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What is POP3?




POP3 stands for Post Office Protocol (version 3), comprised of mailboxes for email systems so that a user can retrieve email from a central location where the email is stored. POP3 accounts allow users to have mailboxes on a server with their domain name. This means that if you own the domain name “yourdomain.com” you can receive and send email at yourname@yourdomain.com. Post Office Protocol Version 3 provides a simple, standardized way for users to access mailboxes and download messages to their computers.

Most e-mail applications also known as an e-mail clients use the POP protocol, although some can use the newer IMAP (Internet Message Access Protocol). In order to set up POP3 email accounts for your domain, your domain must be hosted on server which has nameservers.

Since POP3 allows a client computer to retrieve electronic mail from a POP3 server via a (temporary) TCP/IP or other connection, it does not provide for sending mail, which is assumed to be done via SMTP or some other method. POP is useful for computers, e.g. mobile or home computers, without a permanent network connection which therefore require a "post office" (the POP server) to hold their mail until they can retrieve it.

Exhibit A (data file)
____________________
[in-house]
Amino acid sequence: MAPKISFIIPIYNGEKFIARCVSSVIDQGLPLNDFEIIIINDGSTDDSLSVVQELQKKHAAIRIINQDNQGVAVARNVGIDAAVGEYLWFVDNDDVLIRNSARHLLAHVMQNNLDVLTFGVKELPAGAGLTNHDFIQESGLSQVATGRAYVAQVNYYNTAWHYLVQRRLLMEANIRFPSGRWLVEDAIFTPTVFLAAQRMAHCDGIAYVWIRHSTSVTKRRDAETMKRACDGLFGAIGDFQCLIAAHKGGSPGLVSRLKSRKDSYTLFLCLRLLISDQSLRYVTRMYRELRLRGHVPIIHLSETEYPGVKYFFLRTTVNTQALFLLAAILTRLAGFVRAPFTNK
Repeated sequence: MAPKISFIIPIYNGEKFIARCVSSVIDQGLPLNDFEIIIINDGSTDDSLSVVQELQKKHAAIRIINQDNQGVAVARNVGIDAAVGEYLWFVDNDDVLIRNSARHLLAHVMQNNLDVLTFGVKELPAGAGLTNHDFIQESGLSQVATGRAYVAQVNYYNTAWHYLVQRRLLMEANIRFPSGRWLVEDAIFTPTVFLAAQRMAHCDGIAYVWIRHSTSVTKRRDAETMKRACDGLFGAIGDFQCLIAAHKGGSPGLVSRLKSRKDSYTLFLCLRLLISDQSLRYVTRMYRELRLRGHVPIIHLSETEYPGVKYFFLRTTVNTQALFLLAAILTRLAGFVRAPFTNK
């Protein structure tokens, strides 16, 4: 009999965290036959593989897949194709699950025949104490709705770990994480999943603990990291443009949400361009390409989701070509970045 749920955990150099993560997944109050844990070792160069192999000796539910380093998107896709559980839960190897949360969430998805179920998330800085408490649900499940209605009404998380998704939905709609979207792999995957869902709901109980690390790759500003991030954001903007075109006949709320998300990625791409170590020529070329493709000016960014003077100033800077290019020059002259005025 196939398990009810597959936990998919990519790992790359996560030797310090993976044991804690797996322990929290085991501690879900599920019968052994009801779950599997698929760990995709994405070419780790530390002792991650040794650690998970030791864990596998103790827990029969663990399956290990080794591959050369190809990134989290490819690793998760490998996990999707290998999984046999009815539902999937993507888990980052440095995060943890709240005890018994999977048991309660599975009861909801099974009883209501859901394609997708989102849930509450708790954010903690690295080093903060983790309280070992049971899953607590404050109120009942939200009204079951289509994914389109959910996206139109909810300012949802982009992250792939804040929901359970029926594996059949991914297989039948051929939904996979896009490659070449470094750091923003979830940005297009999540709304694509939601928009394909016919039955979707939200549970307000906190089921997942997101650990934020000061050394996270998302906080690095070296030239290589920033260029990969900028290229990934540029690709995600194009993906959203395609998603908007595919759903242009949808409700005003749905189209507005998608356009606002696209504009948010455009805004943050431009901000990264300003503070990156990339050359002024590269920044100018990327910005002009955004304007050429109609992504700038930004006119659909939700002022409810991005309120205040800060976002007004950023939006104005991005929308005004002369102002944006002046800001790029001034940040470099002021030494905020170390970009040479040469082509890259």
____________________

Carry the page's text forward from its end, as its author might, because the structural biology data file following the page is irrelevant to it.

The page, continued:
There are two versions of POP. The first, called POP2, became a standard in the mid-80's and requires SMTP to send messages. The newer version, POP3, can be used with or without SMTP.

Major Features of POP and IMAP protocols

Although the protocols are not directly compatible and differ in significant ways, there are some common characteristics. Both of them:

  • Both handle mail access only. Email sending handled by SMTP.
  • Both Support persistent message identifiers for disconnected use.
  • They have freely available implementations (including source) available.
  • They rely on mail delivery to a, usually shared, "always up" mail server.
  • They allow access to new mail from a variety of client platform types.
  • They have client implementations available for PCs, Macs, and Unix.
  • They have commercial implementations available.
  • they allow access to new mail from anywhere on the network.
  • Fully support the offline (download and delete) access model.
  • They both are open protocols, defined by Internet RFCs.
  • They both are native Internet protocols; no mail gateways required.

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